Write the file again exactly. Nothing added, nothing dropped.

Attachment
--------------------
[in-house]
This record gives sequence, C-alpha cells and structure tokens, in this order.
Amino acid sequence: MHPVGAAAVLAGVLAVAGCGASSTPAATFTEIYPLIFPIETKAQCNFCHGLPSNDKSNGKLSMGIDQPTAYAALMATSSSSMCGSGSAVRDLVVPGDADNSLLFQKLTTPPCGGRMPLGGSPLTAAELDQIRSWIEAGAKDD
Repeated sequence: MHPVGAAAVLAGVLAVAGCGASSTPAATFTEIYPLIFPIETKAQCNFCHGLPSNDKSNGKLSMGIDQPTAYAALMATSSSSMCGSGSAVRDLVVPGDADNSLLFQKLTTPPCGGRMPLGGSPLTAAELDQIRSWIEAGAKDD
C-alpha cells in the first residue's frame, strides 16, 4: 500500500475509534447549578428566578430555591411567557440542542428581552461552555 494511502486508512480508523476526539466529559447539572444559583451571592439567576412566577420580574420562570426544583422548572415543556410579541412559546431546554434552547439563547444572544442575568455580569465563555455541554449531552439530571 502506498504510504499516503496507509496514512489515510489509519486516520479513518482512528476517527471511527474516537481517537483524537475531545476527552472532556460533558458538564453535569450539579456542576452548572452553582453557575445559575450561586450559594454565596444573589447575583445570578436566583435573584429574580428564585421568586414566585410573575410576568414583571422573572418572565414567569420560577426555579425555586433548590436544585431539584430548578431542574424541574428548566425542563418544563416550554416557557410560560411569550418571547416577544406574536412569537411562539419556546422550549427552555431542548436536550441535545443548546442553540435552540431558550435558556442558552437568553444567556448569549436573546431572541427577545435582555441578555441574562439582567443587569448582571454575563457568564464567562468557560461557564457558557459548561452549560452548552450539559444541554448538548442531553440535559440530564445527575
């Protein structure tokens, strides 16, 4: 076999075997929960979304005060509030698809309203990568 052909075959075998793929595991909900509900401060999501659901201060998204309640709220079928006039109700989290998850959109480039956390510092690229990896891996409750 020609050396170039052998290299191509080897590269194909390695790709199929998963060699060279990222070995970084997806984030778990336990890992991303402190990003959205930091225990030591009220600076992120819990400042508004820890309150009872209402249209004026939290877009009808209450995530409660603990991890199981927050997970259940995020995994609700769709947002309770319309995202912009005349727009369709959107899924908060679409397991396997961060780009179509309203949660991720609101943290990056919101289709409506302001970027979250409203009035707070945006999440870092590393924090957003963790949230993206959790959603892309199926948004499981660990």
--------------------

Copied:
[in-house]
This record gives sequence, C-alpha cells and structure tokens, in this order.
Amino acid sequence: MHPVGAAAVLAGVLAVAGCGASSTPAATFTEIYPLIFPIETKAQCNFCHGLPSNDKSNGKLSMGIDQPTAYAALMATSSSSMCGSGSAVRDLVVPGDADNSLLFQKLTTPPCGGRMPLGGSPLTAAELDQIRSWIEAGAKDD
Repeated sequence: MHPVGAAAVLAGVLAVAGCGASSTPAATFTEIYPLIFPIETKAQCNFCHGLPSNDKSNGKLSMGIDQPTAYAALMATSSSSMCGSGSAVRDLVVPGDADNSLLFQKLTTPPCGGRMPLGGSPLTAAELDQIRSWIEAGAKDD
C-alpha cells in the first residue's frame, strides 16, 4: 500500500475509534447549578428566578430555591411567557440542542428581552461552555 494511502486508512480508523476526539466529559447539572444559583451571592439567576412566577420580574420562570426544583422548572415543556410579541412559546431546554434552547439563547444572544442575568455580569465563555455541554449531552439530571 502506498504510504499516503496507509496514512489515510489509519486516520479513518482512528476517527471511527474516537481517537483524537475531545476527552472532556460533558458538564453535569450539579456542576452548572452553582453557575445559575450561586450559594454565596444573589447575583445570578436566583435573584429574580428564585421568586414566585410573575410576568414583571422573572418572565414567569420560577426555579425555586433548590436544585431539584430548578431542574424541574428548566425542563418544563416550554416557557410560560411569550418571547416577544406574536412569537411562539419556546422550549427552555431542548436536550441535545443548546442553540435552540431558550435558556442558552437568553444567556448569549436573546431572541427577545435582555441578555441574562439582567443587569448582571454575563457568564464567562468557560461557564457558557459548561452549560452548552450539559444541554448538548442531553440535559440530564445527575
């Protein structure tokens, strides 16, 4: 076999075997929960979304005060509030698809309203990568 052909075959075998793929595991909900509900401060999501659901201060998204309640709220079928006039109700989290998850959109480039956390510092690229990896891996409750 020609050396170039052998290299191509080897590269194909390695790709199929998963060699060279990222070995970084997806984030778990336990890992991303402190990003959205930091225990030591009220600076992120819990400042508004820890309150009872209402249209004026939290877009009808209450995530409660603990991890199981927050997970259940995020995994609700769709947002309770319309995202912009005349727009369709959107899924908060679409397991396997961060780009179509309203949660991720609101943290990056919101289709409506302001970027979250409203009035707070945006999440870092590393924090957003963790949230993206959790959603892309199926948004499981660990």